After Earthquake rocked Nepal on April 25th last year, there had been zero mountain summits in the mountain since then. The tourism industry of Nepal, which used to contribute a significant amount in the nation’s GDP, was shaken. This led to tourism a situation that can even be called as “tourism crisis”. But, on May 12th, Sherra Gyalgen, a Nepali Sherpa, led 8 other men to the summit and carried out a successful expedition on the mountain.
“Sherra Gyalgen Sherpa reached the top of Sagarmatha at 5:05pm (local time),” said Ang Tshering Sherpa, chief of the Nepal Mountaineering Association (NMA), using the mountain’s Nepali name. “In all, nine Sherpa climbers scaled the top,” tourism official Gyanendra Shrestha said from Everest Base Camp.
This successful expedition to the Everest has reopened the gates to Everest climbing once again. The government, this year, has granted 289 permits to the foreign climbers. And it is yet to be seen if all of those climbers will make a successful trip to the tallest mountain of the world. The numbers of the climbers coming to Nepal for Everest climbing is 40% less than the average and 700 people less than the climbers of 2013. Between May 14 and May 16, 100 people are expecting to reach the summit.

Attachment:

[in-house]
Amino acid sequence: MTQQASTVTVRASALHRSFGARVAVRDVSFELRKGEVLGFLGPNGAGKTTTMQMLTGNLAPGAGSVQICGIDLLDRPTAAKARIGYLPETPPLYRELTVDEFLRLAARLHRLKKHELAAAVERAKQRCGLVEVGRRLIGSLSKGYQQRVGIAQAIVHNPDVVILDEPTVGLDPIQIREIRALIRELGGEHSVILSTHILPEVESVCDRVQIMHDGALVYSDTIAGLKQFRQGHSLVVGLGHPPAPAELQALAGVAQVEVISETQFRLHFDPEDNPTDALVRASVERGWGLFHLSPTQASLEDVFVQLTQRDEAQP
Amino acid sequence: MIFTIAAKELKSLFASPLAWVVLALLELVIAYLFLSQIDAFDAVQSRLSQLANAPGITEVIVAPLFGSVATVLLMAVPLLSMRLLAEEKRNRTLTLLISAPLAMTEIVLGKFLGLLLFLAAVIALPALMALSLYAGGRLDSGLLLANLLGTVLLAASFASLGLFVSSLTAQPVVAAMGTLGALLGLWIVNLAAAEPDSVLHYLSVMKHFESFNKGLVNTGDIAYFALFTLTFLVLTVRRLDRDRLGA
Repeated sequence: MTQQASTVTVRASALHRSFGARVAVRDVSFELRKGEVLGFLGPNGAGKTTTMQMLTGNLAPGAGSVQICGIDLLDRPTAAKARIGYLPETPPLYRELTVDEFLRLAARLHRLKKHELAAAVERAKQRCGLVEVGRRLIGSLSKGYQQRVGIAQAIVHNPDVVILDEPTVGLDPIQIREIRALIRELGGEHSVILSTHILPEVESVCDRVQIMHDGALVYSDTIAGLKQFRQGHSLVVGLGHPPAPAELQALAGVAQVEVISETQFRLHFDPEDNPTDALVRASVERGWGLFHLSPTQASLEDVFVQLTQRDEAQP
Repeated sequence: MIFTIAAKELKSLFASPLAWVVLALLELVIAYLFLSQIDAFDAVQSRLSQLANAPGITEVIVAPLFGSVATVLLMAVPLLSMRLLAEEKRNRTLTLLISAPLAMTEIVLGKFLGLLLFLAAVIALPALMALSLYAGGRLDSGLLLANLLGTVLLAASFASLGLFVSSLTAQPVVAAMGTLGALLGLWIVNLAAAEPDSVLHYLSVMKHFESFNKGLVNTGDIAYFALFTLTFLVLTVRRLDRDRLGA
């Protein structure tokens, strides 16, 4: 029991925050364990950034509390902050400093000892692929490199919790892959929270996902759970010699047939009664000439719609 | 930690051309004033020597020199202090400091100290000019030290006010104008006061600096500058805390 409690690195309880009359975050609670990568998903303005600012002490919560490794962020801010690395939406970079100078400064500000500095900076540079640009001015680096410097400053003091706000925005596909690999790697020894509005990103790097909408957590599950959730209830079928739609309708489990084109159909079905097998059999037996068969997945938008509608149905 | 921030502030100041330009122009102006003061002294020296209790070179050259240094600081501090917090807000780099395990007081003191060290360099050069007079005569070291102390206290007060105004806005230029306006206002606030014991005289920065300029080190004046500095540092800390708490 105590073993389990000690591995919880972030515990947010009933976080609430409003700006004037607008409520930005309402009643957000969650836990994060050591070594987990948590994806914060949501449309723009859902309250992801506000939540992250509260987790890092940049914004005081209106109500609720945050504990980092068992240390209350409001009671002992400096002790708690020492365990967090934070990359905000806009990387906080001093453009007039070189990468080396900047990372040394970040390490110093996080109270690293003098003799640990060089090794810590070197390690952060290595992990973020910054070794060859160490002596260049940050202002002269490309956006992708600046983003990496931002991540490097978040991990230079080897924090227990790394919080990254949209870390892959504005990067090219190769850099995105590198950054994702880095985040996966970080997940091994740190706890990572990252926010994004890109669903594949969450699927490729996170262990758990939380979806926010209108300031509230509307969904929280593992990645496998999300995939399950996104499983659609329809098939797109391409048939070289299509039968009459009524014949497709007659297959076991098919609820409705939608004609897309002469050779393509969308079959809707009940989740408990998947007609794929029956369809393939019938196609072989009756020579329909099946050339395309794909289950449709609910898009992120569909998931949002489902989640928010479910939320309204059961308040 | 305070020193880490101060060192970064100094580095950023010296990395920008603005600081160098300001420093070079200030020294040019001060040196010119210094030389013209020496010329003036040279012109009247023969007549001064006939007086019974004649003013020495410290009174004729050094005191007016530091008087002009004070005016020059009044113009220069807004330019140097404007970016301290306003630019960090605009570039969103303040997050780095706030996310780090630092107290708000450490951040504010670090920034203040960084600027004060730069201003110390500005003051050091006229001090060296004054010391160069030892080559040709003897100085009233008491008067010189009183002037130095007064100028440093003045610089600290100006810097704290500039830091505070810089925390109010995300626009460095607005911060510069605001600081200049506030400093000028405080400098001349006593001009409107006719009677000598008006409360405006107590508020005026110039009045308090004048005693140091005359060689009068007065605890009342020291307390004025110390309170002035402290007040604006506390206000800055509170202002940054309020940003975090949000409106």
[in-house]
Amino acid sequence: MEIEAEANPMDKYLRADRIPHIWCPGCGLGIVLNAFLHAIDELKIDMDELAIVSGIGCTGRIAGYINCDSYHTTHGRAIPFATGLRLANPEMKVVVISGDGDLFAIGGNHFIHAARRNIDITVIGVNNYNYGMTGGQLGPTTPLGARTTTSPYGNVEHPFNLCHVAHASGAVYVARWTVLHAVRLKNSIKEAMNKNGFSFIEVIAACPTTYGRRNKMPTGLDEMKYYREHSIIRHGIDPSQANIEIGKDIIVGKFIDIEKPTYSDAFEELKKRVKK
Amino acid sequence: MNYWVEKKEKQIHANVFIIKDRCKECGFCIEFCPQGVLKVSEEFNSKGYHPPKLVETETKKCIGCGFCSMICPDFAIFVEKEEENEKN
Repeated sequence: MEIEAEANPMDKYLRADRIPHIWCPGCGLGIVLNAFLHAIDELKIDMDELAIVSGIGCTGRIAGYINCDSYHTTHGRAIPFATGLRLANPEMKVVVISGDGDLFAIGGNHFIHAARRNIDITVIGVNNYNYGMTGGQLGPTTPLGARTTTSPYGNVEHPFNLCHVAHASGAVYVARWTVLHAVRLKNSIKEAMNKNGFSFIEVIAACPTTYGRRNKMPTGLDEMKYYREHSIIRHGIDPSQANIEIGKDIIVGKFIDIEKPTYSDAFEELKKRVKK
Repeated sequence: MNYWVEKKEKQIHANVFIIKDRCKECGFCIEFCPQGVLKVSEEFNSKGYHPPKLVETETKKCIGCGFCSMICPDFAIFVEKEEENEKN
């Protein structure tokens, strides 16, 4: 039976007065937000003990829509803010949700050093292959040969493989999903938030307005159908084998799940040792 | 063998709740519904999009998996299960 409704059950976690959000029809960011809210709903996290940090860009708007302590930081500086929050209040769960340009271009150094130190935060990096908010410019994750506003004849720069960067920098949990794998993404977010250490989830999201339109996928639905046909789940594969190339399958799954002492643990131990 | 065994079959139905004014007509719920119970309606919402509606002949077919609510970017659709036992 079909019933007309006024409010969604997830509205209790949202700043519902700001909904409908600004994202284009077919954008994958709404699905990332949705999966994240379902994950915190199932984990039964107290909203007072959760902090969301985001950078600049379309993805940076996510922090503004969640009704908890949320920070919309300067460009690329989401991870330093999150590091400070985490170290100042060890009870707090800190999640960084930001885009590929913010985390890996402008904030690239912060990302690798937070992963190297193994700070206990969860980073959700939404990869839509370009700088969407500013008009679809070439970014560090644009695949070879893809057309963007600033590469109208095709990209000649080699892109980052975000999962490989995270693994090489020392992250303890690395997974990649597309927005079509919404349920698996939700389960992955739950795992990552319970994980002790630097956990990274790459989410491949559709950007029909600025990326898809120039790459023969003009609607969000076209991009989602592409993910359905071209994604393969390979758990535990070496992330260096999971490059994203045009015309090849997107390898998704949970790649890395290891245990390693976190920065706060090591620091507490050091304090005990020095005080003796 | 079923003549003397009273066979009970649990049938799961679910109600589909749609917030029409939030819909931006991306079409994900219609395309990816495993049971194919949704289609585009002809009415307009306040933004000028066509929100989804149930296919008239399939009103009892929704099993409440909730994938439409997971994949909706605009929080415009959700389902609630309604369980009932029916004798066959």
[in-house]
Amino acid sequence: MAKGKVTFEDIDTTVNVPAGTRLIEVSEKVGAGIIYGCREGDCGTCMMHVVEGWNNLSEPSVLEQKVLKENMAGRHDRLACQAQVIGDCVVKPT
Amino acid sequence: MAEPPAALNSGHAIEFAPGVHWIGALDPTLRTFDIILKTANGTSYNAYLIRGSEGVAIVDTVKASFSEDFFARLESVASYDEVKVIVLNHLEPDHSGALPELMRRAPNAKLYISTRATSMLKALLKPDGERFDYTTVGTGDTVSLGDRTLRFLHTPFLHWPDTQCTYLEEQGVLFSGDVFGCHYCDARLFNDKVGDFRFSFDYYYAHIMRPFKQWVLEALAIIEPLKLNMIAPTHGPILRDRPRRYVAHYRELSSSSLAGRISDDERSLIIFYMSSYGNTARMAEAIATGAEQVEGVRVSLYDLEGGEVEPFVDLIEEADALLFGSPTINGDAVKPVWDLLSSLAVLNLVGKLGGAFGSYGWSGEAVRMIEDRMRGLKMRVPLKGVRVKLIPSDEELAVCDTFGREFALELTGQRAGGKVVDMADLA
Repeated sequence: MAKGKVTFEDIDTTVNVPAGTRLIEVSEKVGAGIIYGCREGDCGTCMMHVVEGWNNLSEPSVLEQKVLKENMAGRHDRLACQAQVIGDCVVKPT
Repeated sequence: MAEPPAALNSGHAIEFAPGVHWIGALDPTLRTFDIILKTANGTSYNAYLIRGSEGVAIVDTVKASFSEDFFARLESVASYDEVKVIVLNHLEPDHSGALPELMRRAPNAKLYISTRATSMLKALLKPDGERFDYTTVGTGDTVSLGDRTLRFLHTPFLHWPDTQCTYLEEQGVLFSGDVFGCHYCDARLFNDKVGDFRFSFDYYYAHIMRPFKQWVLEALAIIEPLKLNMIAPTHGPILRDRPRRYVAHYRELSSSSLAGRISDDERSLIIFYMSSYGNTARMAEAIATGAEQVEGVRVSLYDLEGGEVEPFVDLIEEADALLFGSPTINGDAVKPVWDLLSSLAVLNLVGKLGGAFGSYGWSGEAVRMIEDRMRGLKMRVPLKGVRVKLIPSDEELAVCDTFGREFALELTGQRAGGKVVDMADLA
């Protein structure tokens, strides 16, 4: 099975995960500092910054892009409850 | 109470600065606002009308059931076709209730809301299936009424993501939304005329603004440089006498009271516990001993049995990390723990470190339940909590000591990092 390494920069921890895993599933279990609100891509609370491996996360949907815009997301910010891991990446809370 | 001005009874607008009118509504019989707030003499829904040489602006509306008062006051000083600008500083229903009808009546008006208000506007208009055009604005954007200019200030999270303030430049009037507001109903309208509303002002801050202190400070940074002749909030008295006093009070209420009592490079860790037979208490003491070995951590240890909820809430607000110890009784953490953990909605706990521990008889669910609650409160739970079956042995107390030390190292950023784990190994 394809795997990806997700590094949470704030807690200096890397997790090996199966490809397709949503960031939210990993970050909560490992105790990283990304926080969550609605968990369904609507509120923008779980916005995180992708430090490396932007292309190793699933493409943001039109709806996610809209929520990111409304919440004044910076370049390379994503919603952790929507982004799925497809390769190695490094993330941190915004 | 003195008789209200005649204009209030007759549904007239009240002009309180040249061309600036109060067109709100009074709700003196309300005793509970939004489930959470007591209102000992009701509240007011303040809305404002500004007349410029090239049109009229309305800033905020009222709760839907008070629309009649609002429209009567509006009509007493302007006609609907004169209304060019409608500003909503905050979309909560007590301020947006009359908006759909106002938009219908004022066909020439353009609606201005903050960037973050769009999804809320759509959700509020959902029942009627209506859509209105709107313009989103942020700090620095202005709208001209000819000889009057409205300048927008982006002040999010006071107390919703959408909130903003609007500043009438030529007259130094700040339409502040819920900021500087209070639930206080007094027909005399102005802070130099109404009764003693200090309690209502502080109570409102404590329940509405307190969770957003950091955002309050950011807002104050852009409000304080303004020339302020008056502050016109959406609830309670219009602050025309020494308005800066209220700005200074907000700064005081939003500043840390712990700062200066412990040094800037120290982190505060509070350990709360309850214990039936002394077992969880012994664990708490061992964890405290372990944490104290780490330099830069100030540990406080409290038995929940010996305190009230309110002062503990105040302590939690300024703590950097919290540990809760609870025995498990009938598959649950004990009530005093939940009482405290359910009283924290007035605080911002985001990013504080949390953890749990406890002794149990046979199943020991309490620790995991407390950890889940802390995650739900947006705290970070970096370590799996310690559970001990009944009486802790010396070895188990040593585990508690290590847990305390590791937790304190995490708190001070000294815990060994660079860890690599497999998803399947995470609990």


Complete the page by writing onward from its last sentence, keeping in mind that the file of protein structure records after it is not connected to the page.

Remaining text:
With this new hope in the tourism sector, the adventurers and the tourism stakeholders of Nepal hope that this will be yet another beginning for the Nepalese tourism.
Photo taken from: www.bbc.co.uk
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